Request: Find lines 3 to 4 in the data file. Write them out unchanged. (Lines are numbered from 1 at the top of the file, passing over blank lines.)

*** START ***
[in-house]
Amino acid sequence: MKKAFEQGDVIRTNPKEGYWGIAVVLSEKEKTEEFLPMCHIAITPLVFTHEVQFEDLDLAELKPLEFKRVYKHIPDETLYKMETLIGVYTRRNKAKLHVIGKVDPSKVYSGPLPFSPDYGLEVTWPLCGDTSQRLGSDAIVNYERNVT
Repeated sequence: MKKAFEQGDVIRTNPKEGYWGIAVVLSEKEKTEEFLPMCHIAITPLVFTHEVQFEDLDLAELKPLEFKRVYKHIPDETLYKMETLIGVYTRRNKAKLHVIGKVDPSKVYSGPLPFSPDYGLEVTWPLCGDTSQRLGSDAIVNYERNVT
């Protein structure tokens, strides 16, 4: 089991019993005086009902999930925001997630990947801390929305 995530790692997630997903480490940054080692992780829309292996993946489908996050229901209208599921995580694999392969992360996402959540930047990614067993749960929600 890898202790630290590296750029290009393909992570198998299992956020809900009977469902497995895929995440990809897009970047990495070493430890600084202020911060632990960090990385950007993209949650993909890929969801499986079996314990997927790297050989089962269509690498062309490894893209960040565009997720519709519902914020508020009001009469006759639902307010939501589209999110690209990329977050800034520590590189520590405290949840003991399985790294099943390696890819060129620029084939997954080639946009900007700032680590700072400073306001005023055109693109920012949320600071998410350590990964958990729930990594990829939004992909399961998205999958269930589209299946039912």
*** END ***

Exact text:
Repeated sequence: MKKAFEQGDVIRTNPKEGYWGIAVVLSEKEKTEEFLPMCHIAITPLVFTHEVQFEDLDLAELKPLEFKRVYKHIPDETLYKMETLIGVYTRRNKAKLHVIGKVDPSKVYSGPLPFSPDYGLEVTWPLCGDTSQRLGSDAIVNYERNVT
């Protein structure tokens, strides 16, 4: 089991019993005086009902999930925001997630990947801390929305 995530790692997630997903480490940054080692992780829309292996993946489908996050229901209208599921995580694999392969992360996402959540930047990614067993749960929600 890898202790630290590296750029290009393909992570198998299992956020809900009977469902497995895929995440990809897009970047990495070493430890600084202020911060632990960090990385950007993209949650993909890929969801499986079996314990997927790297050989089962269509690498062309490894893209960040565009997720519709519902914020508020009001009469006759639902307010939501589209999110690209990329977050800034520590590189520590405290949840003991399985790294099943390696890819060129620029084939997954080639946009900007700032680590700072400073306001005023055109693109920012949320600071998410350590990964958990729930990594990829939004992909399961998205999958269930589209299946039912």